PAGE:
Kerry Giacobbe is a USA Swim Coach and Stroke Instructor living in Northeast Philadelphia. She has 15 years of marketing experience and currently makes a living as a freelance graphic designer and writer through her business, Cagey Creative. She lives with her husband Matt who is a 28-year military veteran, their two children and Sarge (a 9-year old German Shepherd), all of which would not be possible without their very loyal nanny. Stay tuned for more from Kerry as she gets her head around family life, swimming, her career, horses and whatever else she feels compelled to write about.
I started swimming when I was 11 years old. Back then, and even more by today’s standards, that’s really pretty late. I babysat for a family that lived behind us with four age group swimmers. They belonged to a neighborhood summer swim club and invited me to join there with them. I was immediately taken in by the pool and the swim team. I decided I wanted in.
It was really hard starting as late as I did. You can imagine, just learning the competitive strokes at 11, I was really behind the ball. I can’t say it came easy to me or that I worked the hardest in the pool. I admired the fast lane kids like I did the popular kids in school. I just couldn’t understand how to get there.
Two summers into swimming for the local club, I had heard about this thing called USA Swimming. It seemed to be the place all the good kids were going to swim. In my bullish strong-headed fashion I charged ahead and convinced my parents to sign me up. They were going to need to drive me to swim practice 5 days a week for several hours at a time in a town 10 miles away. Needless to say they weren’t thrilled with the idea, but I prevailed and joined the USA Swim Club.
The team I joined wasn’t the best in our area, but they still produced some good A-Level swimmers. In hindsight I think the coaching lacked a lot in terms of connection with the kids and stroke mechanics, but we all learned a lot about training and endurance. We did what seemed like an endless amount of really long freestyle swims…something I hated but learned was really good for my mental health. You get to think in a different way during a long freestyle set. Something about the rhythmic nature of freestyle is calming and meditative.
Swimming got me through high school. I don’t want to think about what my life would have been like without it. It’s how I defined myself and in so many ways it increased my self-esteem, my body image, helped me make friends and brought so many benefits into my life.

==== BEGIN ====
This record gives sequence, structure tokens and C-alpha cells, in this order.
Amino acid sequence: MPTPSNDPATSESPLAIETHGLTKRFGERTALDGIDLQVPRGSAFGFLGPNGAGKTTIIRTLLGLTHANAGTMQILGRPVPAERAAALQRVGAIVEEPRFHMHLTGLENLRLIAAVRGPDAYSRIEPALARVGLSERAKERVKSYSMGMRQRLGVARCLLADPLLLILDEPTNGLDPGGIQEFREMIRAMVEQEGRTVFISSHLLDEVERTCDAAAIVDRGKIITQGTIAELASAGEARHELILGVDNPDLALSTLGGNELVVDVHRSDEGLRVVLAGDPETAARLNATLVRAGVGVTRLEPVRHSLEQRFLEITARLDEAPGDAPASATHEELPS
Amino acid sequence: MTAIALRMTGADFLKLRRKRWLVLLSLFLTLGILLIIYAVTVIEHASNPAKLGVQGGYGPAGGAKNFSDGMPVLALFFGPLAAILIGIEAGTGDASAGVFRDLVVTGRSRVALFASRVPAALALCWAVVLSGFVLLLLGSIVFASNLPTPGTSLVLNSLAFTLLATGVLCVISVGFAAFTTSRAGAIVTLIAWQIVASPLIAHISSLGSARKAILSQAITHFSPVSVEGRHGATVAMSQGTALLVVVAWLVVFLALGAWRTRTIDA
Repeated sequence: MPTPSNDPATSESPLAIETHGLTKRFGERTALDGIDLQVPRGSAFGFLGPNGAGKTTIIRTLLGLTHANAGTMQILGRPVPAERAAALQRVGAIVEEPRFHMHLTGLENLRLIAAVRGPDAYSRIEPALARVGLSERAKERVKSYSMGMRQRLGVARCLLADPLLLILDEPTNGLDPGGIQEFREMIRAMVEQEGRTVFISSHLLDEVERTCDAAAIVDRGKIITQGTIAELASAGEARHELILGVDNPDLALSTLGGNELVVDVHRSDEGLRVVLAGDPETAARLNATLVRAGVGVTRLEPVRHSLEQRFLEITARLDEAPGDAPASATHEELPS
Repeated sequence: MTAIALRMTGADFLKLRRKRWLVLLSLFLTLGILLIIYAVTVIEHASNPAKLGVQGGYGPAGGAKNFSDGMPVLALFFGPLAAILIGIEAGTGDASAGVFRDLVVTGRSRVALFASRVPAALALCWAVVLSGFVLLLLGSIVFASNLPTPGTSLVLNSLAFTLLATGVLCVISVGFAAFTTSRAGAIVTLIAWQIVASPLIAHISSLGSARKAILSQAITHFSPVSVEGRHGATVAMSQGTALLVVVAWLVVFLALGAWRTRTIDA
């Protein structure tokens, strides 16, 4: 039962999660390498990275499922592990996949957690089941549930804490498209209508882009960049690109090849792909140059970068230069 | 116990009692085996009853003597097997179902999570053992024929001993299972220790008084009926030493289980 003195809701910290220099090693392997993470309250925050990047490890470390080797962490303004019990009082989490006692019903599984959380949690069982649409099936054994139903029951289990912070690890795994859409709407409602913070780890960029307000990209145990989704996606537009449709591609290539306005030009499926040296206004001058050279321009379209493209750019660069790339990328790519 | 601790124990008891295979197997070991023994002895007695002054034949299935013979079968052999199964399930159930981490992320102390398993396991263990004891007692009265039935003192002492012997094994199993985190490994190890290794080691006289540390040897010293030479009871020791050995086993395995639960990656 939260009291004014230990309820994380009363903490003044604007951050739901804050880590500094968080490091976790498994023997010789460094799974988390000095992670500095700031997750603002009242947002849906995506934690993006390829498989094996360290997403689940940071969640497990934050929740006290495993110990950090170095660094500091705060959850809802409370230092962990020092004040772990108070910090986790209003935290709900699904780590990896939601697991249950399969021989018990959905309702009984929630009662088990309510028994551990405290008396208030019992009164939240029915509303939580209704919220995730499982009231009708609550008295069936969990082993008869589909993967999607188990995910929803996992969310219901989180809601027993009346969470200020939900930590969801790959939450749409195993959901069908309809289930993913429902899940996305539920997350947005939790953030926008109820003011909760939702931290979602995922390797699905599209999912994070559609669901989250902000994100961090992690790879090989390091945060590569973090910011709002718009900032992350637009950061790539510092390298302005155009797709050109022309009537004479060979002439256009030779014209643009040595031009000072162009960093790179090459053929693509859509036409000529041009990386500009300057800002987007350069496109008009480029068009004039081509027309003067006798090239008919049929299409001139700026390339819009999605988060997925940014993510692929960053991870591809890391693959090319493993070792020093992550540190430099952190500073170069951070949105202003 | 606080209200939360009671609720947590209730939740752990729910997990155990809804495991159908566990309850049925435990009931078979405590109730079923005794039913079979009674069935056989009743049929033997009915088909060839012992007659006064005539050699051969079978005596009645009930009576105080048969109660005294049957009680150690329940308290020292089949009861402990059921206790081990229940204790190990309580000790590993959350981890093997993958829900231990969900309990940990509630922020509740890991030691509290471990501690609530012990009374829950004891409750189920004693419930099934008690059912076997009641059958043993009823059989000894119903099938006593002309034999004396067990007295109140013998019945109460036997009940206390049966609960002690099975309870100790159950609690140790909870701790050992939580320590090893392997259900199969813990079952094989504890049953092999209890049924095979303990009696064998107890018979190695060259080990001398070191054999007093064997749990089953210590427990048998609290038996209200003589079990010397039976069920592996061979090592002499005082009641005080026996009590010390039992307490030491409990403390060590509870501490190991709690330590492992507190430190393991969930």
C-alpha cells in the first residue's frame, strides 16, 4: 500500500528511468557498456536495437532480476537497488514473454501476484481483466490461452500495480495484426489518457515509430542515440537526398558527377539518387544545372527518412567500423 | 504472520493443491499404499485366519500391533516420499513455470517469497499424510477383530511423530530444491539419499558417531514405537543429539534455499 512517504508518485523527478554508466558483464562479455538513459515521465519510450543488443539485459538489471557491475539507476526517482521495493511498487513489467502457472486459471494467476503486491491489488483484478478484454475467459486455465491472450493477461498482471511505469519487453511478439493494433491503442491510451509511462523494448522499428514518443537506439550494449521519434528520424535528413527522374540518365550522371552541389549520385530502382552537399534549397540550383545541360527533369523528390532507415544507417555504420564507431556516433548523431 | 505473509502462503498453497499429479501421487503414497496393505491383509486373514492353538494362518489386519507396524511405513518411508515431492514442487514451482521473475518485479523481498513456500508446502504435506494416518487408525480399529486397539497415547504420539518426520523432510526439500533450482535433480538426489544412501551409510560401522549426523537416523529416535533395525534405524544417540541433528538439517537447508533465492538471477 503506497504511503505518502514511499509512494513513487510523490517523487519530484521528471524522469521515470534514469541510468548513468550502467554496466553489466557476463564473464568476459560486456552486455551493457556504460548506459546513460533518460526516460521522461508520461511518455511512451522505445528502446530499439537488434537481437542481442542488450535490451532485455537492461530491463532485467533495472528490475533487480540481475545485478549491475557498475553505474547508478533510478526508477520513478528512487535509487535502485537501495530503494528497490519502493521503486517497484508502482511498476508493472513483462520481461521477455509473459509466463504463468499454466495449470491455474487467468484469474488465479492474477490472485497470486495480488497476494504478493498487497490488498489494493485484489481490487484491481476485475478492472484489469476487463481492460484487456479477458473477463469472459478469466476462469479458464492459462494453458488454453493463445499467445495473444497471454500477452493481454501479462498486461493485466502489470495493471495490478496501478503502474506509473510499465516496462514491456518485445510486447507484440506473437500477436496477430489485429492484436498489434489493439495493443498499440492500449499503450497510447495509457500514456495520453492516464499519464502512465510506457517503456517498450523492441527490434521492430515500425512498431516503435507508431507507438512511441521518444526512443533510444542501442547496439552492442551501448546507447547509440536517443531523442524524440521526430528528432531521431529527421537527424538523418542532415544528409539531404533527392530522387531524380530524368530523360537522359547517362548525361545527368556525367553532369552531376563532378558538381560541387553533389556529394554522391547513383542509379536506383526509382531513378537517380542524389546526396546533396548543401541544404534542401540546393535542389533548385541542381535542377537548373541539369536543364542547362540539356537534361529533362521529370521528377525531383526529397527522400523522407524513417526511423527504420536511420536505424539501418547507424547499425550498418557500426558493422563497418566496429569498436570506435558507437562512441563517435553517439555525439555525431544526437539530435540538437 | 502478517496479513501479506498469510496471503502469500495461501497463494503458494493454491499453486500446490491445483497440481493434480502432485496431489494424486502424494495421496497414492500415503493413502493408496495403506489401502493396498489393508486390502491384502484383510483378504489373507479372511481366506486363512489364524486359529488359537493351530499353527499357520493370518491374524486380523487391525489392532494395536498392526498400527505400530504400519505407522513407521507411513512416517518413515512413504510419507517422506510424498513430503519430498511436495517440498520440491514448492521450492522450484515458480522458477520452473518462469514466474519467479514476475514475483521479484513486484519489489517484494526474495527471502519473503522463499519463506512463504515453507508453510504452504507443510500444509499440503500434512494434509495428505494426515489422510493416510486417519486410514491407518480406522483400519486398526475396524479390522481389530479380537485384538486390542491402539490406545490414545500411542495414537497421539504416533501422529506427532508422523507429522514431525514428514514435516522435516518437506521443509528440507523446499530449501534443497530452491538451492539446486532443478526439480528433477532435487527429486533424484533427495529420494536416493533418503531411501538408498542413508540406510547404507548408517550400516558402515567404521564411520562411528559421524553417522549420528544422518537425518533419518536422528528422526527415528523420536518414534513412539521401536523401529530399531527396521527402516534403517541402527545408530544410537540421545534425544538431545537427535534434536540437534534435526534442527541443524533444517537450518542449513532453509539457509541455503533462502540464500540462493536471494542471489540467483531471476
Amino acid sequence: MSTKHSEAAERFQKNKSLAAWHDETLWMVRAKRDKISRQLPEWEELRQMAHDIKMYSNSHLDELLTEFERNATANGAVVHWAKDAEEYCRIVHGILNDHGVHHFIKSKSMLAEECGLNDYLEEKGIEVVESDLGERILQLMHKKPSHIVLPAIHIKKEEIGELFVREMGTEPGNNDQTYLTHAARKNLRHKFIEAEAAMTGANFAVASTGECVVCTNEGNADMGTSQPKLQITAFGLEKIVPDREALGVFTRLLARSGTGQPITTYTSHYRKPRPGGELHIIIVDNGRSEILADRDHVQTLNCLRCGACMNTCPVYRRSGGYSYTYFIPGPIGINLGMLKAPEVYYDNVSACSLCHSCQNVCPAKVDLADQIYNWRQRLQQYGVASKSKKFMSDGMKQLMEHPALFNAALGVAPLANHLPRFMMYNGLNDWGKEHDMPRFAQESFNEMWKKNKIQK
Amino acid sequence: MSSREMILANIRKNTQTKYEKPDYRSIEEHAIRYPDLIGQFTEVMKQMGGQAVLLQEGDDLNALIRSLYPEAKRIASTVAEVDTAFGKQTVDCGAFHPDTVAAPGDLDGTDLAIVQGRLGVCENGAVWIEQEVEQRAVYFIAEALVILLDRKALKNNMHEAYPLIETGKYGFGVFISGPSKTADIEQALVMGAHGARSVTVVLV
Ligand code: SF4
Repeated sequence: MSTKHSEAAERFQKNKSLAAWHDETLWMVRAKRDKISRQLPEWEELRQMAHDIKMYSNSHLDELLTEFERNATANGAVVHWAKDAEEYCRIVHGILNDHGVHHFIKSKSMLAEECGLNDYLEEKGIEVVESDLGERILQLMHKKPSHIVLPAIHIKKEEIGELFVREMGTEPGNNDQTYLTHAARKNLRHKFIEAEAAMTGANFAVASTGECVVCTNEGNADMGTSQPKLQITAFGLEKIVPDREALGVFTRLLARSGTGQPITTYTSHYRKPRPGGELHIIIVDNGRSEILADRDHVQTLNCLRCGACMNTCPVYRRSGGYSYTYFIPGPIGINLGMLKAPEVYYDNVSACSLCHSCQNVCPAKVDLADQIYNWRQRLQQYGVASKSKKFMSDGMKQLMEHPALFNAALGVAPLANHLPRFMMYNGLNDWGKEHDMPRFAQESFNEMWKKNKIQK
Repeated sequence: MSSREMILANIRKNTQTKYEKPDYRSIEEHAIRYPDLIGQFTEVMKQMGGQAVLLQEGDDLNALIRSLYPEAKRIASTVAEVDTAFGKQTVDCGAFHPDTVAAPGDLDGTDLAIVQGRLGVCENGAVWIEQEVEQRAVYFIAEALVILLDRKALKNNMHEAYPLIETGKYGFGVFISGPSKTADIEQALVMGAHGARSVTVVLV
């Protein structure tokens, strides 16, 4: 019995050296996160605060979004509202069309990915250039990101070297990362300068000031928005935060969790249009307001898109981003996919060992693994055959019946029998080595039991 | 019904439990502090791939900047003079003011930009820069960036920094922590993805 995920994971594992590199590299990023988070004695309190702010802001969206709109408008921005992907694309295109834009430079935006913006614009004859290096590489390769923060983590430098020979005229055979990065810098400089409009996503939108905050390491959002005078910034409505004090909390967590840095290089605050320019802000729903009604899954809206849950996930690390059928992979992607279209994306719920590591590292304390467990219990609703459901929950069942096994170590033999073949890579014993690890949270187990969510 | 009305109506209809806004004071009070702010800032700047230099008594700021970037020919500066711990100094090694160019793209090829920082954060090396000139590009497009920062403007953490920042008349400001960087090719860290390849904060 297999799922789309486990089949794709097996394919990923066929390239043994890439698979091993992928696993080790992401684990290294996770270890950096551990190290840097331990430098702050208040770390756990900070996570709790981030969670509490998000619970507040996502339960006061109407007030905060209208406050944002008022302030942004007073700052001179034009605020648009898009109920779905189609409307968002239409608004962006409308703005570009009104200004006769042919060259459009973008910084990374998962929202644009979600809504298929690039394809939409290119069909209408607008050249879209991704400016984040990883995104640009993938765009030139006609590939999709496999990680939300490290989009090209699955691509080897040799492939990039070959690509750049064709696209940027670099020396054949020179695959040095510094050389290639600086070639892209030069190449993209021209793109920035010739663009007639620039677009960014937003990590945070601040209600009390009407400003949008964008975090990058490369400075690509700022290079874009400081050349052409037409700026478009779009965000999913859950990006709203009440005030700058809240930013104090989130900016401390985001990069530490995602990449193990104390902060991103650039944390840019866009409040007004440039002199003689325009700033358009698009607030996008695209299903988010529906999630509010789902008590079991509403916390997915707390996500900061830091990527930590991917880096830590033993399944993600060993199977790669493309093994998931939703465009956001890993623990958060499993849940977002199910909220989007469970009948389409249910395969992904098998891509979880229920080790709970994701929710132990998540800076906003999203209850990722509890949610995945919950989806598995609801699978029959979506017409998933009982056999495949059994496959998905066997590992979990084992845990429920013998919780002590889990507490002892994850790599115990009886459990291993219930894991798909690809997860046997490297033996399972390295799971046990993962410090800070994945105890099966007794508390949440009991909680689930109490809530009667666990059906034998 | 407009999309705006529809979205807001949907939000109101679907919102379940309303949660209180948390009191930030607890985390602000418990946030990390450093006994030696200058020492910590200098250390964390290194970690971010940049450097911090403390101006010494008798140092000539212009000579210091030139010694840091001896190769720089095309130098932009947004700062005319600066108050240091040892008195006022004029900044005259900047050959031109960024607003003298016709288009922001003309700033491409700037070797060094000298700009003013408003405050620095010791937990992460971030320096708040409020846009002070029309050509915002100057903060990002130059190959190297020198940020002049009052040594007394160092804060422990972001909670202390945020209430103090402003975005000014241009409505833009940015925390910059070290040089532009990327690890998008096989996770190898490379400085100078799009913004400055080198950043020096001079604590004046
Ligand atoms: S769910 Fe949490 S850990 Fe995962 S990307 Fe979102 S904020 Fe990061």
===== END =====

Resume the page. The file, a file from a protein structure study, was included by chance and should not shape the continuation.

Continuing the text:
In high school, I was able to swim for both the USA team as well as our high school team, the Tigers. Being a Lady Tiger was a lot of fun. I didn’t have to go to all the practices because I swam USA but I dominated at the meets, along with a handful of other USA swimmers. In my senior year we went on to win our division championships and I was part of the winning relay that cinched the title. As you can imagine this was a really big moment for me. I had come so far since the summer swim club when I struggled to keep up.
Before entering my senior year of high school, a boy I liked asked me to help teach him how to swim better and faster so he could pass an ocean lifeguard test on the summer island where his parents had a second home. He even invited me down to stay at his house on the Island the weekend he took the test. He thought if I swam with him, it would help improve his time.
We worked for weeks on his flip turns and freestyle stroke until the big test day. It was probably mid-may and pretty cold on the 18-mile barrier Island where the swim test took place. The outdoor pool wasn’t a regulation size and the water couldn’t have been above 65 degrees. The test was fast-past. The returning guards, decked out in their enviable lifeguard sweats and jackets, watched you strip down to your bathing suit and wait to be called into the freezing water. Once in, the whistle blew and you had to do a timed 200-freestyle. New lifeguard recruits were chosen as the ones with the fastest times and filled however many open spots they had.
I was one of the top finishers. It was a great moment. All of the older guards came up to me and invited me to the ocean lifeguard training which started the following week. They wanted me to compete as a swimmer in the lifeguard races (what I came to find-out were pretty competitive events). My wanna-be boyfriend also made the cut, thanks in large part to my coaching. It was definitely a day to celebrate.